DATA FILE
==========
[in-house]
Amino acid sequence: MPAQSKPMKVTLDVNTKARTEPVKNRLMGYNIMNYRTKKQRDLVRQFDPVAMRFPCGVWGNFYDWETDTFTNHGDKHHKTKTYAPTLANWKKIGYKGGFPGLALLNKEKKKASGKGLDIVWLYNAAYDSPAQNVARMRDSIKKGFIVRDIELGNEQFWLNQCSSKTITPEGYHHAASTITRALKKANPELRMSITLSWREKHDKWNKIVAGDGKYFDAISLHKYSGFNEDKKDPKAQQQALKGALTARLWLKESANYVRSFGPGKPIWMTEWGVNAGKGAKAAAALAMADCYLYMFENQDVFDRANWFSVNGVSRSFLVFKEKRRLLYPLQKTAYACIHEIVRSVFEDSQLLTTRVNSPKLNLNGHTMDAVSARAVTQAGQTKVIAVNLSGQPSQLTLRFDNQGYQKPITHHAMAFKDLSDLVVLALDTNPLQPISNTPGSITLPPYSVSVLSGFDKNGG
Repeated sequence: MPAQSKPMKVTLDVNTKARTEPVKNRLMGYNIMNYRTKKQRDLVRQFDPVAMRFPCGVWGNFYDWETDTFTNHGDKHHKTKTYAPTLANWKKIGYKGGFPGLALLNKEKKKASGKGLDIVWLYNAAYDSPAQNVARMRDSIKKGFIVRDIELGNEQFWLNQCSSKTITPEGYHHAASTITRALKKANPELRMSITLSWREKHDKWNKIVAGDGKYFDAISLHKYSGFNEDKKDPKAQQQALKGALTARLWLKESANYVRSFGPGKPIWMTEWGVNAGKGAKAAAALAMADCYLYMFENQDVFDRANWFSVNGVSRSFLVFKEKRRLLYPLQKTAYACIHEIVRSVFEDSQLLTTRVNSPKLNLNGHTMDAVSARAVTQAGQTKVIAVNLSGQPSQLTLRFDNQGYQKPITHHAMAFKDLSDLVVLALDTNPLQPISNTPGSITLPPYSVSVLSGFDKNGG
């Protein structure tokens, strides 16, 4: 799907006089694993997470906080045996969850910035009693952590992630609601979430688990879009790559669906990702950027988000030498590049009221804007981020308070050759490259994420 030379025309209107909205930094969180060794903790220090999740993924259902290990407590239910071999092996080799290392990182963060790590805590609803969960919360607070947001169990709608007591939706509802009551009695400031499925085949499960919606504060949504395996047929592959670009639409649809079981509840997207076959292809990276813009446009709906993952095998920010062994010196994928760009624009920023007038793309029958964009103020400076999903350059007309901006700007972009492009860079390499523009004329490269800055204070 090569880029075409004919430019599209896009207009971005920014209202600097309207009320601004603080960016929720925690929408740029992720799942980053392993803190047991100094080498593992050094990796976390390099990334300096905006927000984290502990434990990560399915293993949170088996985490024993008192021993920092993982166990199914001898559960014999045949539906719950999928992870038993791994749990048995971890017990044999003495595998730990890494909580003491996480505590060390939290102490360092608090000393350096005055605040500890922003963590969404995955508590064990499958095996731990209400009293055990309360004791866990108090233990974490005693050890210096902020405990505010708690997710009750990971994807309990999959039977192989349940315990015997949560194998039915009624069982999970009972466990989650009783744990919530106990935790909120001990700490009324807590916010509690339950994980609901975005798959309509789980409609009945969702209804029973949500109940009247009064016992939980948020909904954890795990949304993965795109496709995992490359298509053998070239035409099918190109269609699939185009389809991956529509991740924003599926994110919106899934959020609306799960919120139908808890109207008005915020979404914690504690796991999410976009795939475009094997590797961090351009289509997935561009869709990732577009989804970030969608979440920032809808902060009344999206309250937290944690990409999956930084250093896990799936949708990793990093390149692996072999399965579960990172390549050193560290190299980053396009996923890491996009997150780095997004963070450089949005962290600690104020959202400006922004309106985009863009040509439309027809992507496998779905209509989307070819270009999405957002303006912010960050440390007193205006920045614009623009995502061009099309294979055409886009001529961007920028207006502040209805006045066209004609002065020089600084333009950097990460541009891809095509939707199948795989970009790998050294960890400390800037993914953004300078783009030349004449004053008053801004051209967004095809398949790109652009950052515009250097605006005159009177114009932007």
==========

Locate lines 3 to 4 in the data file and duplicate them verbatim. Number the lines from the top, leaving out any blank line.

Repeated sequence: MPAQSKPMKVTLDVNTKARTEPVKNRLMGYNIMNYRTKKQRDLVRQFDPVAMRFPCGVWGNFYDWETDTFTNHGDKHHKTKTYAPTLANWKKIGYKGGFPGLALLNKEKKKASGKGLDIVWLYNAAYDSPAQNVARMRDSIKKGFIVRDIELGNEQFWLNQCSSKTITPEGYHHAASTITRALKKANPELRMSITLSWREKHDKWNKIVAGDGKYFDAISLHKYSGFNEDKKDPKAQQQALKGALTARLWLKESANYVRSFGPGKPIWMTEWGVNAGKGAKAAAALAMADCYLYMFENQDVFDRANWFSVNGVSRSFLVFKEKRRLLYPLQKTAYACIHEIVRSVFEDSQLLTTRVNSPKLNLNGHTMDAVSARAVTQAGQTKVIAVNLSGQPSQLTLRFDNQGYQKPITHHAMAFKDLSDLVVLALDTNPLQPISNTPGSITLPPYSVSVLSGFDKNGG
């Protein structure tokens, strides 16, 4: 799907006089694993997470906080045996969850910035009693952590992630609601979430688990879009790559669906990702950027988000030498590049009221804007981020308070050759490259994420 030379025309209107909205930094969180060794903790220090999740993924259902290990407590239910071999092996080799290392990182963060790590805590609803969960919360607070947001169990709608007591939706509802009551009695400031499925085949499960919606504060949504395996047929592959670009639409649809079981509840997207076959292809990276813009446009709906993952095998920010062994010196994928760009624009920023007038793309029958964009103020400076999903350059007309901006700007972009492009860079390499523009004329490269800055204070 090569880029075409004919430019599209896009207009971005920014209202600097309207009320601004603080960016929720925690929408740029992720799942980053392993803190047991100094080498593992050094990796976390390099990334300096905006927000984290502990434990990560399915293993949170088996985490024993008192021993920092993982166990199914001898559960014999045949539906719950999928992870038993791994749990048995971890017990044999003495595998730990890494909580003491996480505590060390939290102490360092608090000393350096005055605040500890922003963590969404995955508590064990499958095996731990209400009293055990309360004791866990108090233990974490005693050890210096902020405990505010708690997710009750990971994807309990999959039977192989349940315990015997949560194998039915009624069982999970009972466990989650009783744990919530106990935790909120001990700490009324807590916010509690339950994980609901975005798959309509789980409609009945969702209804029973949500109940009247009064016992939980948020909904954890795990949304993965795109496709995992490359298509053998070239035409099918190109269609699939185009389809991956529509991740924003599926994110919106899934959020609306799960919120139908808890109207008005915020979404914690504690796991999410976009795939475009094997590797961090351009289509997935561009869709990732577009989804970030969608979440920032809808902060009344999206309250937290944690990409999956930084250093896990799936949708990793990093390149692996072999399965579960990172390549050193560290190299980053396009996923890491996009997150780095997004963070450089949005962290600690104020959202400006922004309106985009863009040509439309027809992507496998779905209509989307070819270009999405957002303006912010960050440390007193205006920045614009623009995502061009099309294979055409886009001529961007920028207006502040209805006045066209004609002065020089600084333009950097990460541009891809095509939707199948795989970009790998050294960890400390800037993914953004300078783009030349004449004053008053801004051209967004095809398949790109652009950052515009250097605006005159009177114009932007």